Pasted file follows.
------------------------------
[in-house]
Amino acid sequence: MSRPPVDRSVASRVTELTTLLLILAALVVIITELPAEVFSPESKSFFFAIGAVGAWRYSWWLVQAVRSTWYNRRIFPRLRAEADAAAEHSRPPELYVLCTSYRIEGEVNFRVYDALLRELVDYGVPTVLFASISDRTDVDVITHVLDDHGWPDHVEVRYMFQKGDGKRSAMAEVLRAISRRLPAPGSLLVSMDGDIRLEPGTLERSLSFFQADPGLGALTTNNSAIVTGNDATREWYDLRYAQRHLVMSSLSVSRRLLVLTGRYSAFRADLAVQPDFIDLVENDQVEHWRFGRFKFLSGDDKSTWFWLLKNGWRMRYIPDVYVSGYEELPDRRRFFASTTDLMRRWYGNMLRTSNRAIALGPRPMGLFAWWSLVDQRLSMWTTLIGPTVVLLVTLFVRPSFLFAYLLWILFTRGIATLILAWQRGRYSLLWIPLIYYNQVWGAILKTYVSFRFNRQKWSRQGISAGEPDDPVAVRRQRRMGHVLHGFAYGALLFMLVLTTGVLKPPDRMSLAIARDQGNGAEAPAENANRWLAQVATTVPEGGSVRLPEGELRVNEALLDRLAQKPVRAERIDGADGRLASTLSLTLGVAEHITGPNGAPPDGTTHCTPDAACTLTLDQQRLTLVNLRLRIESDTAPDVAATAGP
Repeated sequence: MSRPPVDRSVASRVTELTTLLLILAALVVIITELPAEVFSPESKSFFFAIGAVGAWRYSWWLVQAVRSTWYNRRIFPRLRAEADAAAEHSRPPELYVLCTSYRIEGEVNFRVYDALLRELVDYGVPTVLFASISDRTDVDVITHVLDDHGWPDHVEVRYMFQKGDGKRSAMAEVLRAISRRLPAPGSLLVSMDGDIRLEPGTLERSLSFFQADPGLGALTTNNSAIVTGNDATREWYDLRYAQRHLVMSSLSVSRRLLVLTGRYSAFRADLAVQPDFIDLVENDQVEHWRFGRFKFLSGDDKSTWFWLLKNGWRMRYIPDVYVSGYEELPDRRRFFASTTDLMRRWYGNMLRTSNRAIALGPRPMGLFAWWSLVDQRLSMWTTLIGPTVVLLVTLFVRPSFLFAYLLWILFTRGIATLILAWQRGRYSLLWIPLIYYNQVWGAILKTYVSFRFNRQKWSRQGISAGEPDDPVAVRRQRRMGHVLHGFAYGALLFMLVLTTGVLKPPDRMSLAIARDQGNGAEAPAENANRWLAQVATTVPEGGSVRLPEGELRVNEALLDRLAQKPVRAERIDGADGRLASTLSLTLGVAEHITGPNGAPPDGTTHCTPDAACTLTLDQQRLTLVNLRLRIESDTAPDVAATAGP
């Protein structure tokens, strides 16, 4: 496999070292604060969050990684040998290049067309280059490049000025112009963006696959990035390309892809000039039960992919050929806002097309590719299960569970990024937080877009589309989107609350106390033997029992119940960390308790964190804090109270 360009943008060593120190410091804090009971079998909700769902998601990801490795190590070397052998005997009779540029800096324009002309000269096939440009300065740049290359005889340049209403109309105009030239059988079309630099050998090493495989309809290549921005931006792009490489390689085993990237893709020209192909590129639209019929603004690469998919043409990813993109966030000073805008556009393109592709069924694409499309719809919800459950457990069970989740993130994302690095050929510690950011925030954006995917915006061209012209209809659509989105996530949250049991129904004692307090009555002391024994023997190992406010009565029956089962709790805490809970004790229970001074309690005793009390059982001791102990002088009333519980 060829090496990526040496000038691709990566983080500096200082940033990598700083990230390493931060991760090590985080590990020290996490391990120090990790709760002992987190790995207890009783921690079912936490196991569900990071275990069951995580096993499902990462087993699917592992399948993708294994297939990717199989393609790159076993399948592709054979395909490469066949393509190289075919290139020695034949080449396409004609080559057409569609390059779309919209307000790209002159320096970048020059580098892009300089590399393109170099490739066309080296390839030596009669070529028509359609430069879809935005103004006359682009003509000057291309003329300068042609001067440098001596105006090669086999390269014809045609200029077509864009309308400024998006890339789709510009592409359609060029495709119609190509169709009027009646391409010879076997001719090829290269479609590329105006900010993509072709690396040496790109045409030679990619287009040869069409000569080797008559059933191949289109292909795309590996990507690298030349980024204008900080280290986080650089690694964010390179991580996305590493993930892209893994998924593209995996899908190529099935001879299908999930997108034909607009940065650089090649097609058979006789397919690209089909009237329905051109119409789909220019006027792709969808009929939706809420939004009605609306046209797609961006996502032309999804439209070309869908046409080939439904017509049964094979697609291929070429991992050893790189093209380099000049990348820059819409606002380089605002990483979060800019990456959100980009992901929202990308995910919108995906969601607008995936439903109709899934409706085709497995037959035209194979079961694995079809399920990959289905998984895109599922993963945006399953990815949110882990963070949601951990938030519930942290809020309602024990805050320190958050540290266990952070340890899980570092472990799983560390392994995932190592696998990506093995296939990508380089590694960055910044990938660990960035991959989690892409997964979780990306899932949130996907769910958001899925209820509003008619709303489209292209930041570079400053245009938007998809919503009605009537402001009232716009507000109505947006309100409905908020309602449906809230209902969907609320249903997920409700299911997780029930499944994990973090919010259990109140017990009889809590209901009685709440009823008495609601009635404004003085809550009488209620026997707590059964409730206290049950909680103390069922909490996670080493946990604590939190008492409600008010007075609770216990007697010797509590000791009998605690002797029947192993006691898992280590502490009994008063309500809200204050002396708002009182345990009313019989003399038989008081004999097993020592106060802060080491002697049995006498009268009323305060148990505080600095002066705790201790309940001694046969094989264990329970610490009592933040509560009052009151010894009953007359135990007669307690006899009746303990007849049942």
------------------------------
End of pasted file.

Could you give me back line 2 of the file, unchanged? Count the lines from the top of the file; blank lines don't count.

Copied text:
Amino acid sequence: MSRPPVDRSVASRVTELTTLLLILAALVVIITELPAEVFSPESKSFFFAIGAVGAWRYSWWLVQAVRSTWYNRRIFPRLRAEADAAAEHSRPPELYVLCTSYRIEGEVNFRVYDALLRELVDYGVPTVLFASISDRTDVDVITHVLDDHGWPDHVEVRYMFQKGDGKRSAMAEVLRAISRRLPAPGSLLVSMDGDIRLEPGTLERSLSFFQADPGLGALTTNNSAIVTGNDATREWYDLRYAQRHLVMSSLSVSRRLLVLTGRYSAFRADLAVQPDFIDLVENDQVEHWRFGRFKFLSGDDKSTWFWLLKNGWRMRYIPDVYVSGYEELPDRRRFFASTTDLMRRWYGNMLRTSNRAIALGPRPMGLFAWWSLVDQRLSMWTTLIGPTVVLLVTLFVRPSFLFAYLLWILFTRGIATLILAWQRGRYSLLWIPLIYYNQVWGAILKTYVSFRFNRQKWSRQGISAGEPDDPVAVRRQRRMGHVLHGFAYGALLFMLVLTTGVLKPPDRMSLAIARDQGNGAEAPAENANRWLAQVATTVPEGGSVRLPEGELRVNEALLDRLAQKPVRAERIDGADGRLASTLSLTLGVAEHITGPNGAPPDGTTHCTPDAACTLTLDQQRLTLVNLRLRIESDTAPDVAATAGP